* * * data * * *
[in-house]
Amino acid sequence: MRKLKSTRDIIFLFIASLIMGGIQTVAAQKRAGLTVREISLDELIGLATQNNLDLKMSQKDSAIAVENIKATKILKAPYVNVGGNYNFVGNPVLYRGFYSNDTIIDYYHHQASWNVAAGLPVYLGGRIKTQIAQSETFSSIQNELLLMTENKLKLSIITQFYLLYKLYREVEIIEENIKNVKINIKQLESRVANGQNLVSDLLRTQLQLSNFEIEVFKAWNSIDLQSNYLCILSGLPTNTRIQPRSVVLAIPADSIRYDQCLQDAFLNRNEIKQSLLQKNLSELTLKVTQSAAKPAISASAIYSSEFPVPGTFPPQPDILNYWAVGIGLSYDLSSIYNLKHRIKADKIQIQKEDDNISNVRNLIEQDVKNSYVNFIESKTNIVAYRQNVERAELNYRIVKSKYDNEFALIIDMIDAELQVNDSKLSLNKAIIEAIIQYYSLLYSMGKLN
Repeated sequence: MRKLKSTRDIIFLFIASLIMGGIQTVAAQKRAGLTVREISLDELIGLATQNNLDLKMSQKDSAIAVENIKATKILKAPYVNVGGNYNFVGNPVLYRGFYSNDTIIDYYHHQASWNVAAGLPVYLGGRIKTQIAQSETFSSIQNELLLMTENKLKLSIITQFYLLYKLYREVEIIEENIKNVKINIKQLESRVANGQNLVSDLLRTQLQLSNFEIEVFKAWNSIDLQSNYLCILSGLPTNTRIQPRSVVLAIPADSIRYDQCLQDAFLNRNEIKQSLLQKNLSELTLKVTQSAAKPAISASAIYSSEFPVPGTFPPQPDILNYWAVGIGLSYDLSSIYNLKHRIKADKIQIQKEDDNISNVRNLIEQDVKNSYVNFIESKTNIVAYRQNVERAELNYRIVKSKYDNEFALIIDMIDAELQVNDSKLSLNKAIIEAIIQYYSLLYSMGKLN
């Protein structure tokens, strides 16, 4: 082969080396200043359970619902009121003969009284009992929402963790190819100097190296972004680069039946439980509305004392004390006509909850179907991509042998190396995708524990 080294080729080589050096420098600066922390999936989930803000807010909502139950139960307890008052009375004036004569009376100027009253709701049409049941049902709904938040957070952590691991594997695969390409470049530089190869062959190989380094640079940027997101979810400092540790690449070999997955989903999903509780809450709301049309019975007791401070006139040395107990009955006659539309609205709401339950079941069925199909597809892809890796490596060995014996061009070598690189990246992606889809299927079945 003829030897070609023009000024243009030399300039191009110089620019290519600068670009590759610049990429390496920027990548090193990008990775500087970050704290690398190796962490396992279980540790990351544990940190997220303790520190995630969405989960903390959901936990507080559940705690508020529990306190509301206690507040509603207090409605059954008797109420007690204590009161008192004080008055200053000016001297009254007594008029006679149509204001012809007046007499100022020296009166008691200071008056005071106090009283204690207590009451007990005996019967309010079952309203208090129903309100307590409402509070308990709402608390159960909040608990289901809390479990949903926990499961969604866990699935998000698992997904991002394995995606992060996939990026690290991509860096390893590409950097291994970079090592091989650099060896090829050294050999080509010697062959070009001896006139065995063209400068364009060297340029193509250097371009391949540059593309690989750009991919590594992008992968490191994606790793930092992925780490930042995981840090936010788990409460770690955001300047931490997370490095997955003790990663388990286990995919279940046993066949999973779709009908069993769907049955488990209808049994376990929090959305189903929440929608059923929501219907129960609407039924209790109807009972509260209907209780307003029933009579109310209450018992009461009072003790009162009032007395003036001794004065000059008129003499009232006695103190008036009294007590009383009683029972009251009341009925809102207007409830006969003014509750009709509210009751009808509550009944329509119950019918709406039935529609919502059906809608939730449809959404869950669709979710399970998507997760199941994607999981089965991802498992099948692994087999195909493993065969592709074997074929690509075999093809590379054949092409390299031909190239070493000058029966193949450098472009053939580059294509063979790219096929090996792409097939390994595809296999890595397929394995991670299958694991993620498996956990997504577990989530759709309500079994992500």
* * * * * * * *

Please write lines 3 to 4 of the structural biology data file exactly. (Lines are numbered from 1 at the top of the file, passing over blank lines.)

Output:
Repeated sequence: MRKLKSTRDIIFLFIASLIMGGIQTVAAQKRAGLTVREISLDELIGLATQNNLDLKMSQKDSAIAVENIKATKILKAPYVNVGGNYNFVGNPVLYRGFYSNDTIIDYYHHQASWNVAAGLPVYLGGRIKTQIAQSETFSSIQNELLLMTENKLKLSIITQFYLLYKLYREVEIIEENIKNVKINIKQLESRVANGQNLVSDLLRTQLQLSNFEIEVFKAWNSIDLQSNYLCILSGLPTNTRIQPRSVVLAIPADSIRYDQCLQDAFLNRNEIKQSLLQKNLSELTLKVTQSAAKPAISASAIYSSEFPVPGTFPPQPDILNYWAVGIGLSYDLSSIYNLKHRIKADKIQIQKEDDNISNVRNLIEQDVKNSYVNFIESKTNIVAYRQNVERAELNYRIVKSKYDNEFALIIDMIDAELQVNDSKLSLNKAIIEAIIQYYSLLYSMGKLN
């Protein structure tokens, strides 16, 4: 082969080396200043359970619902009121003969009284009992929402963790190819100097190296972004680069039946439980509305004392004390006509909850179907991509042998190396995708524990 080294080729080589050096420098600066922390999936989930803000807010909502139950139960307890008052009375004036004569009376100027009253709701049409049941049902709904938040957070952590691991594997695969390409470049530089190869062959190989380094640079940027997101979810400092540790690449070999997955989903999903509780809450709301049309019975007791401070006139040395107990009955006659539309609205709401339950079941069925199909597809892809890796490596060995014996061009070598690189990246992606889809299927079945 003829030897070609023009000024243009030399300039191009110089620019290519600068670009590759610049990429390496920027990548090193990008990775500087970050704290690398190796962490396992279980540790990351544990940190997220303790520190995630969405989960903390959901936990507080559940705690508020529990306190509301206690507040509603207090409605059954008797109420007690204590009161008192004080008055200053000016001297009254007594008029006679149509204001012809007046007499100022020296009166008691200071008056005071106090009283204690207590009451007990005996019967309010079952309203208090129903309100307590409402509070308990709402608390159960909040608990289901809390479990949903926990499961969604866990699935998000698992997904991002394995995606992060996939990026690290991509860096390893590409950097291994970079090592091989650099060896090829050294050999080509010697062959070009001896006139065995063209400068364009060297340029193509250097371009391949540059593309690989750009991919590594992008992968490191994606790793930092992925780490930042995981840090936010788990409460770690955001300047931490997370490095997955003790990663388990286990995919279940046993066949999973779709009908069993769907049955488990209808049994376990929090959305189903929440929608059923929501219907129960609407039924209790109807009972509260209907209780307003029933009579109310209450018992009461009072003790009162009032007395003036001794004065000059008129003499009232006695103190008036009294007590009383009683029972009251009341009925809102207007409830006969003014509750009709509210009751009808509550009944329509119950019918709406039935529609919502059906809608939730449809959404869950669709979710399970998507997760199941994607999981089965991802498992099948692994087999195909493993065969592709074997074929690509075999093809590379054949092409390299031909190239070493000058029966193949450098472009053939580059294509063979790219096929090996792409097939390994595809296999890595397929394995991670299958694991993620498996956990997504577990989530759709309500079994992500």